Call Us! 888-340-6731
Digital Marketing

How to Make the Most of B2B LinkedIn Ads

posted by Michael Epps Utley Michael Epps Utley
How to Make the Most of B2 B Linked In Ads

B2B marketers love LinkedIn. It’s relatively easy to find business buyers on the platform.

This guide explains what you must know to use LinkedIn Ads like a pro.

LinkedIn Ads: The Challenges

Here are some of the critical issues of using LinkedIn for promotional purposes:

  • LinkedIn Ads can be relatively expensive. The average cost per click is often several times what Meta and other platforms charge.

  • Device-level bidding isn’t possible. You can’t target ads by device on LinkedIn (for instance, desktop versus smartphone).

  • Scheduling isn’t possible. Most business people have regular daily patterns, and you likely want to reach them during downtime. However, you can’t schedule LinkedIn ads at certain times of the day or the week when the people you’re targeting may be more likely to engage with advertising.

  • No relevancy score. You also won’t know whether LinkedIn views your ads as relevant. Though the platform generates a relevancy score (which impacts ad costs) like Google, Meta, and X, it doesn’t reveal its scores.

Despite these issues, LinkedIn is often the only platform for businesses to connect with other business customers. Continue reading to find out how to get past these issues and run successful LinkedIn Ads campaigns.

Performance Benchmarks for Different Types of LinkedIn Ads

Here are some benchmarks that can help you understand what level of performance you can expect from the three different formats of LinkedIn Ads. Note that different industries perform differently, so your actual results may be higher or lower.

Sponsored Content

Most LinkedIn advertisers use sponsored content. These are typically ads featuring links to a blog post or landing page in the newsfeed. According to LinkedIn, the average click-through rate (CTR) for these ads is about 0.44%. If your ads have a CTR approaching one percent, they’re doing significantly better than the average. Of course, this benchmark changes by industry, offer, and content type.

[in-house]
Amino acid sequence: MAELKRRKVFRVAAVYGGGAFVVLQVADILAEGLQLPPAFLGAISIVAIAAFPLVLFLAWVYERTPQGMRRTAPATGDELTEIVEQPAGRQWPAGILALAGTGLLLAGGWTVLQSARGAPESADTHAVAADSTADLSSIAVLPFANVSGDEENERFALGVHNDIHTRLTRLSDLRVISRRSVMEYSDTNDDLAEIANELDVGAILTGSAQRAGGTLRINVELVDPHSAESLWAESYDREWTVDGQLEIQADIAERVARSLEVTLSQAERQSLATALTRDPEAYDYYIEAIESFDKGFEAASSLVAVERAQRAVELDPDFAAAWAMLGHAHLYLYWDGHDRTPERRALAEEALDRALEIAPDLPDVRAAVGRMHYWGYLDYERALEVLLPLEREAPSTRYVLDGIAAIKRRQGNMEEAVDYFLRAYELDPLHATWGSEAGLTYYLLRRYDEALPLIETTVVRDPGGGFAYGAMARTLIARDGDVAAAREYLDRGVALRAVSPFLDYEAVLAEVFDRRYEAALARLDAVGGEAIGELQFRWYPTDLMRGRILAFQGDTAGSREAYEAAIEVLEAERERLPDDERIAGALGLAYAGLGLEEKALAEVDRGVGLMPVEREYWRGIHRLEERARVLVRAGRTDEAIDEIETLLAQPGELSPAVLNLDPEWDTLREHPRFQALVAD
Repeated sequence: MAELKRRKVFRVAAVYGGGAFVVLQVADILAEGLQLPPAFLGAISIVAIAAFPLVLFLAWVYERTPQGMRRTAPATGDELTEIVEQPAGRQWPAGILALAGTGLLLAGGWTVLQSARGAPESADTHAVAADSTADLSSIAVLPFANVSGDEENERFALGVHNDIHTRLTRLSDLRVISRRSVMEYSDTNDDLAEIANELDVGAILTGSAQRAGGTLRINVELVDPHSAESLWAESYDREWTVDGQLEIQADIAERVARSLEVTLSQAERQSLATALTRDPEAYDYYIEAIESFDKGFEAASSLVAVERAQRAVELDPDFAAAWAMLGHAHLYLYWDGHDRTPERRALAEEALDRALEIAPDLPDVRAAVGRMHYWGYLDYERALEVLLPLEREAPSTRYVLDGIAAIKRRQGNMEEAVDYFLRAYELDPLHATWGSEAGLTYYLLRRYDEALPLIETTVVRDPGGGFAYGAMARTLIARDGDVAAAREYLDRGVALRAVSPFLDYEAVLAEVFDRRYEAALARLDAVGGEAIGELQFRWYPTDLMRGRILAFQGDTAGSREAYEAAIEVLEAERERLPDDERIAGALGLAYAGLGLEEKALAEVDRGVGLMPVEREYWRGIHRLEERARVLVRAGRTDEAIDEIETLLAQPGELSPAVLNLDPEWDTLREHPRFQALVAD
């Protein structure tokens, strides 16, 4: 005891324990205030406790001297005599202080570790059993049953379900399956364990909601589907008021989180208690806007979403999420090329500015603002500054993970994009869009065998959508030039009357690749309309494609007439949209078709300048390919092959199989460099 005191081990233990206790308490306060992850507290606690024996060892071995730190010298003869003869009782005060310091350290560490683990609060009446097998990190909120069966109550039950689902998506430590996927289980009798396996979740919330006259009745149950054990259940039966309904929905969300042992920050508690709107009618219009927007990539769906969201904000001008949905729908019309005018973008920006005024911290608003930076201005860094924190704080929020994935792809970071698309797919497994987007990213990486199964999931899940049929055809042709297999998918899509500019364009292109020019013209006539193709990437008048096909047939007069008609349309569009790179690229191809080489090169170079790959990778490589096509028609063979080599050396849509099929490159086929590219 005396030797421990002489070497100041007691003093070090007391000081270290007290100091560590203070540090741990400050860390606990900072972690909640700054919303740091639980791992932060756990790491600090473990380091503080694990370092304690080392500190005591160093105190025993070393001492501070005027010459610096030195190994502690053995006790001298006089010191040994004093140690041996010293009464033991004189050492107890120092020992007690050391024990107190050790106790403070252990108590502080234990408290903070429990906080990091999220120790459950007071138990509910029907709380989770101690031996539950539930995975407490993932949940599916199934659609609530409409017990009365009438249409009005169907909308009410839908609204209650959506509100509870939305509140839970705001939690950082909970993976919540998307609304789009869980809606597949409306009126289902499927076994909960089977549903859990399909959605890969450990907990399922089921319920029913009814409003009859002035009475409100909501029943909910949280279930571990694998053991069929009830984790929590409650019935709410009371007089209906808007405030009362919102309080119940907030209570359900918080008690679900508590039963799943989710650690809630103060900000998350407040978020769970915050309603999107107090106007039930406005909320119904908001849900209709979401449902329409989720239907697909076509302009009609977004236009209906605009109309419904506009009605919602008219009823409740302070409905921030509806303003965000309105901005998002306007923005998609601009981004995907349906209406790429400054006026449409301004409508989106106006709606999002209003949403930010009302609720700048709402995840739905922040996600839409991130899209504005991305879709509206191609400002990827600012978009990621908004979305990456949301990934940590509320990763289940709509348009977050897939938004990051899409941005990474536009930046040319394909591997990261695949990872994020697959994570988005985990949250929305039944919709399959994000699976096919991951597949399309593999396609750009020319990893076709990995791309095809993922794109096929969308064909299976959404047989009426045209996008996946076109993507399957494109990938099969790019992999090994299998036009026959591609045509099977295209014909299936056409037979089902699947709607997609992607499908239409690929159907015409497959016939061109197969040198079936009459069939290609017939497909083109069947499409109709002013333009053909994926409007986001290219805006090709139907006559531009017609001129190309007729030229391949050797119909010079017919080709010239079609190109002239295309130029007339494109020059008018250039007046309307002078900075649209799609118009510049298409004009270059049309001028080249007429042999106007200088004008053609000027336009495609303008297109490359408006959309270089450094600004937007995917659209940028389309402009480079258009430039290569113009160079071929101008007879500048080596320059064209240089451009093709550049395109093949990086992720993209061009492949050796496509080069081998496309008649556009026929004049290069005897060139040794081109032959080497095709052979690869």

For ads targeting people in the United States and the rest of North America, you can expect to pay $10 to $16 per click. If you’re paying less than that, you understand your audience and are leveraging LinkedIn effectively. If you’re paying significantly more, you should reconsider your ads, targeting, and offer.

Text Ads

Again, according to LinkedIn, the average CTR for LinkedIn text ads is 0.025 percent — a remarkably low level.

However, they’re relatively inexpensive compared with other ad formats. You can expect to pay an average of $3.00 to $6.00 per click. Be aware that even if no one ever clicks on your text ads, your logo is visible to the audience, and you’re not charged for the added brand awareness.

Dynamic Ads

Dynamic ads typically cost $8 to $10 per click. The average click-through rate is 0.06 percent. This format is most effective for attracting followers to a company page.

Tips to Reduce LinkedIn Ad Costs

LinkedIn is a relatively expensive platform because of its unique business audience. However, there are steps you can take to lower ad costs on the platform.

Limit the Use of Maximum Delivery in Favor of Manual Cost per Click

LinkedIn charges maximum rates if you stick with the default bidding strategy: maximum delivery. In most cases, this is the most expensive way to pay for traffic.

Manual bidding is usually the cheapest way to do so. However, LinkedIn doesn’t make choosing this option easy. You must click a link in Campaign Manager that says, “Show additional options,” to see the manual option.

Don’t Use Suggested Bids